Argentine Fintech Aims to Foster Financial Inclusion In Mexico

The Argentine fintech’s card will allow users to build a credit history recognized by the country’s credit bureau

The Argentine fintech’s card will allow users to build a credit history recognized by the country’s credit bureau
By Carolina Millan
February 14, 2023 | 10:50 AM

Bloomberg — Argentine fintech Ualá, which has received backing from George Soros, Steve Cohen and Tencent Holdings, will begin offering credit cards in Mexico through its alliance with ABC Capital.

The service launched Tuesday, according to Ualá's CEO Pierpaolo Barbieri, and as the card is issued through the alliance with Mexican bank ABC, it will allow users to build a credit history that is recognized by the country’s credit bureau, something that’s not possible through cards issued by fintech firms that don’t have a banking license, Barbieri said.

Ualá announced the purchase of ABC in November 2021. The acquisition is still pending regulatory approval.

“What’s different about our credit card in a country where more than 80 million people don’t have access to financial services is that it will allow us to create a credit ladder,” said Barbieri in an interview from Mexico City, where he will be based in the coming weeks. “This is the last step in financial inclusion, the star product that everyone wants but not everyone can access.”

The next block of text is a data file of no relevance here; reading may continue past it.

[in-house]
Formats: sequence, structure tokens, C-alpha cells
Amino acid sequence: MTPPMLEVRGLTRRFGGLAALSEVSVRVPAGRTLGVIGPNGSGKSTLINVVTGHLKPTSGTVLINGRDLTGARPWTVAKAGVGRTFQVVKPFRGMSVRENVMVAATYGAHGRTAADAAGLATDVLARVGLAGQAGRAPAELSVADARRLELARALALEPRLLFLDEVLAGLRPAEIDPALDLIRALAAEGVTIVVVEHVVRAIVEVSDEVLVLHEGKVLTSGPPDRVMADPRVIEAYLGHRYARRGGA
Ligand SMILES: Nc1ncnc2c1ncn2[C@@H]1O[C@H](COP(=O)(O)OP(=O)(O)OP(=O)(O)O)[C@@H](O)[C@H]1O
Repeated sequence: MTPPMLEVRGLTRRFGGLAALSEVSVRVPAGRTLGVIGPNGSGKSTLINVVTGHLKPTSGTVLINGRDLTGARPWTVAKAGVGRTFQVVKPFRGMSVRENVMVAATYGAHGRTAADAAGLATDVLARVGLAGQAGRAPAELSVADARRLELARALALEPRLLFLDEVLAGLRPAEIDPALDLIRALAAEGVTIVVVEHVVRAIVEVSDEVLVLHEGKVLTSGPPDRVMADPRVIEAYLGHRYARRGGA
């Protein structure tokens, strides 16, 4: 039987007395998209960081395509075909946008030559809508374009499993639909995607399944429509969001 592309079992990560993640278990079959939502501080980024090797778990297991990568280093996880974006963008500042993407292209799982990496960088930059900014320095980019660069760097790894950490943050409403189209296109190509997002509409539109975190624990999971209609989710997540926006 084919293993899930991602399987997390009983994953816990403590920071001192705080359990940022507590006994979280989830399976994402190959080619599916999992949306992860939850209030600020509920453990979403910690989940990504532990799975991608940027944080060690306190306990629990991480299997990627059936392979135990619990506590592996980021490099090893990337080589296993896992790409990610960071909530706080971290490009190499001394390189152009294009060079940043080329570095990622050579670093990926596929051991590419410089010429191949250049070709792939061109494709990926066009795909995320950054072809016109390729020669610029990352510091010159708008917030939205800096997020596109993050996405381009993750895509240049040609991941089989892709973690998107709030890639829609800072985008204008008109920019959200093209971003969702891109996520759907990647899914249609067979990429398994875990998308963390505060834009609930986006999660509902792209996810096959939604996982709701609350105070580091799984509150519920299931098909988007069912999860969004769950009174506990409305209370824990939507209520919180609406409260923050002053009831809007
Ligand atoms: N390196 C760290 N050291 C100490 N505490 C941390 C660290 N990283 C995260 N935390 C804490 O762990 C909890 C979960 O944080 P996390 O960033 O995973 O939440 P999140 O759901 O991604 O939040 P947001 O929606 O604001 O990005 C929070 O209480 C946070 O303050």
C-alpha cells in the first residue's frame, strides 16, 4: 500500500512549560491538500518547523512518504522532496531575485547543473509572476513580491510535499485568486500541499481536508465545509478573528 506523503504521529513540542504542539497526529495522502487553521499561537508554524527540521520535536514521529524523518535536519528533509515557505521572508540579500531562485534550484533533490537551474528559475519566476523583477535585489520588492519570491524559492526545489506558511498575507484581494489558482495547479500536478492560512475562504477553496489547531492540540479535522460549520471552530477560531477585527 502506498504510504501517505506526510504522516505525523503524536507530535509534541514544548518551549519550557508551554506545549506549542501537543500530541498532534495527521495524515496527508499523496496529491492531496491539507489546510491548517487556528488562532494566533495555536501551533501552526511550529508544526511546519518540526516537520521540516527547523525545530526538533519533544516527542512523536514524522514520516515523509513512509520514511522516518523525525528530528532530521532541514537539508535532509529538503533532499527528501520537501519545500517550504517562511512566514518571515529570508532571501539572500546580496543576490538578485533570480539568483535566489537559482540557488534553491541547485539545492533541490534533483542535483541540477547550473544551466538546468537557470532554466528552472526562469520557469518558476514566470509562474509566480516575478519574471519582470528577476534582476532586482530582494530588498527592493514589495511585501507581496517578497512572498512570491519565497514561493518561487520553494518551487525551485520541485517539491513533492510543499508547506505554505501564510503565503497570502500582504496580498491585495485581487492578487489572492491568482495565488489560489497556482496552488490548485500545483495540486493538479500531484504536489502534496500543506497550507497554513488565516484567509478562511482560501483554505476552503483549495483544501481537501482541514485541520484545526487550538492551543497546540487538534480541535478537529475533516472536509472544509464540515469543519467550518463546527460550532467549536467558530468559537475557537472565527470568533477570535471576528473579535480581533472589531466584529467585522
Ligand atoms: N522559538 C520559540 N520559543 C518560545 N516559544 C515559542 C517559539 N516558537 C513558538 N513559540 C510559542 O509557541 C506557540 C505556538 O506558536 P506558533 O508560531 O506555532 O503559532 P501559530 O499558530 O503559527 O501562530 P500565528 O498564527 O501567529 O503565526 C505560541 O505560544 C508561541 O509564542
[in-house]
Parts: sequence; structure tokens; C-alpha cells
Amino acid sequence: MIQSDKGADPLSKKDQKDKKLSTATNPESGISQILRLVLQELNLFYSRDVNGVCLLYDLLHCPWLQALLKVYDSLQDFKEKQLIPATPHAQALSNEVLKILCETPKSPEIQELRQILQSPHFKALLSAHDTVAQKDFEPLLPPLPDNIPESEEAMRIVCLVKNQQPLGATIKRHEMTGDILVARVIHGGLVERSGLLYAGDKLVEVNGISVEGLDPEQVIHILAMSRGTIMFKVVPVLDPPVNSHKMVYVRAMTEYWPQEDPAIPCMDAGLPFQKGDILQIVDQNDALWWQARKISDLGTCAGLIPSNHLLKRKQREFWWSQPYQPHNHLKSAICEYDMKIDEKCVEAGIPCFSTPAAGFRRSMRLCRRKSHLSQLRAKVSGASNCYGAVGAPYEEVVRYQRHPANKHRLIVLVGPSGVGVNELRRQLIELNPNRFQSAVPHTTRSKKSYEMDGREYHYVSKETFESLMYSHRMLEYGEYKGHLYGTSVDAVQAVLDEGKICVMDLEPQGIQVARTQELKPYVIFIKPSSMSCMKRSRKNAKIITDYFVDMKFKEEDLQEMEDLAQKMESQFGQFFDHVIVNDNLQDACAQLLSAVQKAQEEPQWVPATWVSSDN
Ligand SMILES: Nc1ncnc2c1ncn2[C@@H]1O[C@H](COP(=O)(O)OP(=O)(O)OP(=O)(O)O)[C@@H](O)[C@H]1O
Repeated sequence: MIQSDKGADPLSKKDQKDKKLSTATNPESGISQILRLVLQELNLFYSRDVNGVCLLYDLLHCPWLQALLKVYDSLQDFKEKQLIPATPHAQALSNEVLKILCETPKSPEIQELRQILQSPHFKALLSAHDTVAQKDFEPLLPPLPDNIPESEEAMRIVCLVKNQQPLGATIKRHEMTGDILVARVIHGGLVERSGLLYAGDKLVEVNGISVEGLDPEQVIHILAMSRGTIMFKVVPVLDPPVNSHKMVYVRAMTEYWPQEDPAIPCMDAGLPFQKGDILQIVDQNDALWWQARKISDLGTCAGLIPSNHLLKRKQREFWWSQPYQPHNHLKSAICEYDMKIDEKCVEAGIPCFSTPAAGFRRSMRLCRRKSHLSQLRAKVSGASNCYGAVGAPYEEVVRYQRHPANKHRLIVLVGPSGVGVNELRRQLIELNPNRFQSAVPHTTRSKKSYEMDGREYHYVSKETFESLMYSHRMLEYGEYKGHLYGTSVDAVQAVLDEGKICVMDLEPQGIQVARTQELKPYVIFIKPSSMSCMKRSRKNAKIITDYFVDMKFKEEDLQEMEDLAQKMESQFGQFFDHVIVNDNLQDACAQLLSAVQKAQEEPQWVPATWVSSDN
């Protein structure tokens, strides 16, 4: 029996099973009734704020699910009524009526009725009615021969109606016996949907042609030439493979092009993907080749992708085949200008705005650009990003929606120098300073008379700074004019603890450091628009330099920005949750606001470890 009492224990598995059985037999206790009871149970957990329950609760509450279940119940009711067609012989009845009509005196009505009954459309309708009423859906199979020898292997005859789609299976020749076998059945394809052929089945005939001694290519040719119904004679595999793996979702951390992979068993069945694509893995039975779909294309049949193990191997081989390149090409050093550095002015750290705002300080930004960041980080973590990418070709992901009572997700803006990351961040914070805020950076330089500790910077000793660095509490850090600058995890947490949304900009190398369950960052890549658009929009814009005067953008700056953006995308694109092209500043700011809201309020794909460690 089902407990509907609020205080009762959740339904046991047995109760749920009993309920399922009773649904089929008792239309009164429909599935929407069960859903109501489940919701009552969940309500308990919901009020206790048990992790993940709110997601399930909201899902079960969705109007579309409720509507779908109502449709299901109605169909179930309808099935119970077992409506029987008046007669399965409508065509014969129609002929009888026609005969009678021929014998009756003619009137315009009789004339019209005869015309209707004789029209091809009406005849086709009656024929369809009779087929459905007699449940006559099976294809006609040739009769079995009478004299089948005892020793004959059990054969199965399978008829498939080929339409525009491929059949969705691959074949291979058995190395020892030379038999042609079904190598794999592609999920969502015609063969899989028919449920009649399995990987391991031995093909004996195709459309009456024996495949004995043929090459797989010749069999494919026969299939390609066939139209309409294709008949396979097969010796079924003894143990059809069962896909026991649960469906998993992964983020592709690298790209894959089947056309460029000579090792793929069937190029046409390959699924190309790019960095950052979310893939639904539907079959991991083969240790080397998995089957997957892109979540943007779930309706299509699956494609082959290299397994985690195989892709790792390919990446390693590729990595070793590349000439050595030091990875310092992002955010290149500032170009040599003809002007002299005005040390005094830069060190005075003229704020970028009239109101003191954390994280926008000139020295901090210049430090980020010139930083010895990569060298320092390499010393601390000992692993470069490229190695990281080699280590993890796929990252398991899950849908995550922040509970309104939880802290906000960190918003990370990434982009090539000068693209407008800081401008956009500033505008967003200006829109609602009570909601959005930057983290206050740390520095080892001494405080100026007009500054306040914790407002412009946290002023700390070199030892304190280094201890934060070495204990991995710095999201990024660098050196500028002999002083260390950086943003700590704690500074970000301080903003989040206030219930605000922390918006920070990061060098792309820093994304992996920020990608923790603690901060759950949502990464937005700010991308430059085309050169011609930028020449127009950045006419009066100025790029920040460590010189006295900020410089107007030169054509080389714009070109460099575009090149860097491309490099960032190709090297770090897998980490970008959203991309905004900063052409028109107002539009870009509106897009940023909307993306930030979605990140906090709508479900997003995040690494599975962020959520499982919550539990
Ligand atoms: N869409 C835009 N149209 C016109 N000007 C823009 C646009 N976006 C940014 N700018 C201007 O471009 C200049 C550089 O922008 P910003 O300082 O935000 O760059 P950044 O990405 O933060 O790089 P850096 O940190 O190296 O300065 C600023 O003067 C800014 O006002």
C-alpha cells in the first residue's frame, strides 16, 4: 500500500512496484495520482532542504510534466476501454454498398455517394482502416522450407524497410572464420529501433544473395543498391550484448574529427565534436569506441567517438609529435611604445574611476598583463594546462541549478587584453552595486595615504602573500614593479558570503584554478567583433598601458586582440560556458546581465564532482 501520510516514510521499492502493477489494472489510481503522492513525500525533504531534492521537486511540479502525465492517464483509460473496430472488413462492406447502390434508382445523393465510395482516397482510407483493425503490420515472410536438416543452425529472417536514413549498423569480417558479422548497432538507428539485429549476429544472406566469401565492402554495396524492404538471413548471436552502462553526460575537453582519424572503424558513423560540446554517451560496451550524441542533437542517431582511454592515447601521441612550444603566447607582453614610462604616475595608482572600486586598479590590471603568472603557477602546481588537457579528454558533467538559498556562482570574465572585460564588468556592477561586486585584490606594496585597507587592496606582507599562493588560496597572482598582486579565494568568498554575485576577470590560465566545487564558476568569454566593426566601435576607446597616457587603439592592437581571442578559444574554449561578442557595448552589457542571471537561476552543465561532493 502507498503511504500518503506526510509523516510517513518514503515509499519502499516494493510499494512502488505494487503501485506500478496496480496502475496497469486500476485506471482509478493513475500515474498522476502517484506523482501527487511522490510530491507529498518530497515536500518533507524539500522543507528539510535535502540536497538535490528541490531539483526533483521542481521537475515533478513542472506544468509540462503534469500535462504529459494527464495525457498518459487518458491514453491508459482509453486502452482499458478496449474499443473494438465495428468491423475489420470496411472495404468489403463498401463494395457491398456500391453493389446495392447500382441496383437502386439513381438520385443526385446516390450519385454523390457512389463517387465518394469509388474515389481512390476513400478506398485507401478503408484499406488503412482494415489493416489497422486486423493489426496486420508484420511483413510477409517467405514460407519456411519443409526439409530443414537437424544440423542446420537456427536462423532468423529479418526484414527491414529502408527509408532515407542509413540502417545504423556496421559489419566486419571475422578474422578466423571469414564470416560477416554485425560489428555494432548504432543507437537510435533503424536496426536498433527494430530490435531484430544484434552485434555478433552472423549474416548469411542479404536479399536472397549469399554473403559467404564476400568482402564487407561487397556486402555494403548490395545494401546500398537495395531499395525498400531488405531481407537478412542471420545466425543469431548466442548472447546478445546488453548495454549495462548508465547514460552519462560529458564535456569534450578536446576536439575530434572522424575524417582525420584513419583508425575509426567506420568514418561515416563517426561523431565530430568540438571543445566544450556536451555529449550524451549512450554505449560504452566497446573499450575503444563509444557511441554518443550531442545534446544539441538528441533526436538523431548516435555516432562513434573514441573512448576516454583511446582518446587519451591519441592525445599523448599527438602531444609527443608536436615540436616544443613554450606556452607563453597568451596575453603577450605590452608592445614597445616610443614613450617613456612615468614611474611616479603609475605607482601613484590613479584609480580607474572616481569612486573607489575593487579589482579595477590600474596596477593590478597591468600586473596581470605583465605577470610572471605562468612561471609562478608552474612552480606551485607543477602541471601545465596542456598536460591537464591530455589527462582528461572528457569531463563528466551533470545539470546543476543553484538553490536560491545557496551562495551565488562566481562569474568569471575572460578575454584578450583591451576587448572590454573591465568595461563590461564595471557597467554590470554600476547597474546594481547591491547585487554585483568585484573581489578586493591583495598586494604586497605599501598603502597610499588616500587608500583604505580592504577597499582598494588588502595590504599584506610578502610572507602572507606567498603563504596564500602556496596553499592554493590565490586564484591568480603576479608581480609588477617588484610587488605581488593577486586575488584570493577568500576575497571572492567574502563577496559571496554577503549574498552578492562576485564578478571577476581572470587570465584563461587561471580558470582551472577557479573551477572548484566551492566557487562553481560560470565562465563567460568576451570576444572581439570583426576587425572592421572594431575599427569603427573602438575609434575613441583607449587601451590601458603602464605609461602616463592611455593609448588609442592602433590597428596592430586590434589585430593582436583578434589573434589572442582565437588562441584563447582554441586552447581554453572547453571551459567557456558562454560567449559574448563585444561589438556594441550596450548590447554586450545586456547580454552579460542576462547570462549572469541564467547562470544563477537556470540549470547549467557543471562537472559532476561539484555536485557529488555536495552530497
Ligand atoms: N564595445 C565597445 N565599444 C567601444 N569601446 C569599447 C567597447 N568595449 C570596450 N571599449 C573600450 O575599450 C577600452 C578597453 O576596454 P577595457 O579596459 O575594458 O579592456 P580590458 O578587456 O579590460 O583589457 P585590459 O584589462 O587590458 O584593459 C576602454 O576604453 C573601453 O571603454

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According to the country’s most recent financial inclusion survey, only 33% of adults had access to formal credit in 2021. Ualá provides financial services based on a prepaid card managed through a mobile app in Mexico, Argentina and Colombia. The company will work to launch credit cards in other countries this year, Barbieri added.

The Buenos Aires-based fintech is betting big in Mexico, where it launched in 2020 and last year announced plans to spend more than half of the $150 million it will invest in the next 18 months.

In 2022, the company launched mobile point-of-sales units, a service for clients to receive remittances and personal loans.


A recent surprise increase in the key rate by Banxico, the country’s monetary authority, won’t impact the rate it offers to retail users, added Carlos Hernandez, CEO of ABC Capital.

Ualá expects to break even in Argentina in the second half of this year, Barbieri said, and is not seeking any additional financing, especially not bank loans, which tend to have a higher interest rate.

The company has 150,000 users through its crypto trading subsidiary Uanex, which it launched in Argentina late last year, and only allows trading in cryptoassets it trusts, which are Bitcoin and Ethereum, Barbieri added.

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